People gathered last Saturday, Sept. 12 for the Walk for Alzheimer’s in Plover to raise money for research and support those who are afflicted with the disease.
The Alzheimer’s Association Greater Wisconsin Chapter has been holding the Alzheimer’s walk for more than 15 years. It was formerly held in the Stevens Point area, but last year O’so’s Brewing Company began hosting the event .
To help out with the donation process of Alzheimer’s research, O’so Brewing Company has brewed a special beer called Memory Lane and is donating 5 percent of the proceeds to support Alzheimer’s research.
This year’s participation rate hit a record high with 32 teams and 215 registered walkers.
Diana Butz, the coordinator of the walk, said there are currently 5 million Americans that are diagnosed with Alzheimer’s and there are 15 million caregivers who take care of them.
The walk helps to promote awareness and help fund Alzheimer’s research and care for those who are afflicted with the disease.
“Until we find a cure we have to take care of those who have Alzheimer’s,” Butz said.
During the event, there was a moment of silence for those affected by Alzheimer’s disease and participants held up flowers that held important significance. Blue flowers represented someone who has Alzheimer’s or dementia.
Orange flowers represented someone who is supporting the cause and a vision of a world without Alzheimer’s.
Yellow flowers represented someone who is supporting or caring for someone with Alzheimer’s or dementia, and purple flowers represented someone who has lost someone to the disease.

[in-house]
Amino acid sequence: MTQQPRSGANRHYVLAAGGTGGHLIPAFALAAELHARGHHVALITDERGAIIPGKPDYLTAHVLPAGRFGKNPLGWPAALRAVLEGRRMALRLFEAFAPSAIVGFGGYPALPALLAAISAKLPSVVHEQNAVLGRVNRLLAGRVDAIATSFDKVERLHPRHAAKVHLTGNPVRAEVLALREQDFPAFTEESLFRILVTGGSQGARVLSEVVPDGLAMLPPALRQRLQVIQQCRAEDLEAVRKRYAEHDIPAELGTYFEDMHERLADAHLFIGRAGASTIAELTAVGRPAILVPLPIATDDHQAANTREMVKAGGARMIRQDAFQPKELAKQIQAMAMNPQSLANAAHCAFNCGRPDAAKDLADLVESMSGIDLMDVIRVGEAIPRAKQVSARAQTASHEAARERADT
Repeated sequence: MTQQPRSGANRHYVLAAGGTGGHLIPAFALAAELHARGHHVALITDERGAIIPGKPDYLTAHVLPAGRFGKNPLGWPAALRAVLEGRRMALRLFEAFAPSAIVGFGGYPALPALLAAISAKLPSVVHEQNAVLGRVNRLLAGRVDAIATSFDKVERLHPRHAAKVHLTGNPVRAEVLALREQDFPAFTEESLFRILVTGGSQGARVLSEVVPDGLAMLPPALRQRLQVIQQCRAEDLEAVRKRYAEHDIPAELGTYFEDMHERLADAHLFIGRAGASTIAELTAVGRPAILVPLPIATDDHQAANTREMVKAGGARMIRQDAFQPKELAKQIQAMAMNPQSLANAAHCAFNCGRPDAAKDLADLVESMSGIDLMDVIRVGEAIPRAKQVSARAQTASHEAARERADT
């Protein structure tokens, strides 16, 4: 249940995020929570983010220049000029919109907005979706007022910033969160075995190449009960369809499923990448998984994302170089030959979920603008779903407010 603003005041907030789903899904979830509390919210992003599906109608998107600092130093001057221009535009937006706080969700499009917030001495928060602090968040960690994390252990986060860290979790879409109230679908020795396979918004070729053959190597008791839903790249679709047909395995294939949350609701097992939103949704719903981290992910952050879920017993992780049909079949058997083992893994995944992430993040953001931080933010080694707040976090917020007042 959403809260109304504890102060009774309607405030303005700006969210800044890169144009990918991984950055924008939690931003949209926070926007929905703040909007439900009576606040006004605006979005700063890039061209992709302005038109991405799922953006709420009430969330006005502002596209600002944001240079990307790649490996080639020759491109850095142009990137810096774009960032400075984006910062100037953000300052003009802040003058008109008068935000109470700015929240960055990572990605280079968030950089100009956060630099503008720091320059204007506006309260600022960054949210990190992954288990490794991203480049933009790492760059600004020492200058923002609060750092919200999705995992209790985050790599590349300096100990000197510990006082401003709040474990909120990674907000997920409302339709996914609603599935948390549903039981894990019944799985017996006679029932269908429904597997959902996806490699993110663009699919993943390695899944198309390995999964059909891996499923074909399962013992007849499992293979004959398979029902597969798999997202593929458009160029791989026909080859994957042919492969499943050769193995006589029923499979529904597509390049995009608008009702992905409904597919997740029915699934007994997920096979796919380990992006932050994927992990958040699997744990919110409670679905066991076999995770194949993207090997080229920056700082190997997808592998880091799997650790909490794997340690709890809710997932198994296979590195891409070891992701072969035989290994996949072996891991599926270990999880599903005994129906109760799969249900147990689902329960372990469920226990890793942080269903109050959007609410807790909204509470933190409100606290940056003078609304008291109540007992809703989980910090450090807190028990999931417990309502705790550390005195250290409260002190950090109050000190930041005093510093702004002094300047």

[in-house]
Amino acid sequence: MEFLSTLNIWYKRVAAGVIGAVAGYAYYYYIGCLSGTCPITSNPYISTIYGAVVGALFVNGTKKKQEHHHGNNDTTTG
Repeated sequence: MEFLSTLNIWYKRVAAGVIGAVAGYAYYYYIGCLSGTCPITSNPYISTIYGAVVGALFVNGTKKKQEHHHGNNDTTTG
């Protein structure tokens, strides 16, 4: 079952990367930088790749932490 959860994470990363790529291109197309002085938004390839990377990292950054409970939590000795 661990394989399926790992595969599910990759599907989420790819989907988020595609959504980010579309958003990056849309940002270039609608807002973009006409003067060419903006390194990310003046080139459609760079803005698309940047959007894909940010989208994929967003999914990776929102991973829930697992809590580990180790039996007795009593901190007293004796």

Many participants of the event have been indirectly affected by Alzheimer’s, including Dillion Buttera, who was walking for the first time in memory of his great-grandfather.
“I remember my dad going to visit my great- grandfather and he wouldn’t always remember who my dad was,” Buttera said.
Melissa Madlena, a first-year participant of the event, was walking for the Physical Therapy Associates team. She was walking in memory of her grandmother and stressesthe importance of the awareness of Alzheimer’s.
“It’s just so important for everyone to become aware of Alzheimer’s because 5.4 million people have it,” Madlena said.
David Packerd was also walking in the event for the first time in memory of his mother-in-law.
“I like to do this for the cause.
Alzheimer’s is a bad thing to have,” Packerd said.
Melissa Fletcher, another participant in the event, walked in memory of her father who passed away just last year from Alzheimer’s.
“I think at some point it will affect everyone somehow,” Fletcher said.